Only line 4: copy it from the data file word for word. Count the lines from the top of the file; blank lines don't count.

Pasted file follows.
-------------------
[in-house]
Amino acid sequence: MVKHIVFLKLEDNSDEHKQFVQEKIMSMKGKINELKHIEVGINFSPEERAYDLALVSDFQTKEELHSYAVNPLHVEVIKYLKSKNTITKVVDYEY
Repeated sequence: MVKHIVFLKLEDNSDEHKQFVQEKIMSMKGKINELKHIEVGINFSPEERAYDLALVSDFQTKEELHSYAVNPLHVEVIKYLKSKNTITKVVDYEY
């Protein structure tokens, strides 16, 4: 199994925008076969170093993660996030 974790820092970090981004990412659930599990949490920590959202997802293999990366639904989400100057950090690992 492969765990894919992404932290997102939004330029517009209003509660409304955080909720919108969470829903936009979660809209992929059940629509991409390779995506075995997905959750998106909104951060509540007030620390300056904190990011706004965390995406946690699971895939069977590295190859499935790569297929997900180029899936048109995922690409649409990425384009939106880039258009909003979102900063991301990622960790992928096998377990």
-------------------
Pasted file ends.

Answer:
């Protein structure tokens, strides 16, 4: 199994925008076969170093993660996030 974790820092970090981004990412659930599990949490920590959202997802293999990366639904989400100057950090690992 492969765990894919992404932290997102939004330029517009209003509660409304955080909720919108969470829903936009979660809209992929059940629509991409390779995506075995997905959750998106909104951060509540007030620390300056904190990011706004965390995406946690699971895939069977590295190859499935790569297929997900180029899936048109995922690409649409990425384009939106880039258009909003979102900063991301990622960790992928096998377990």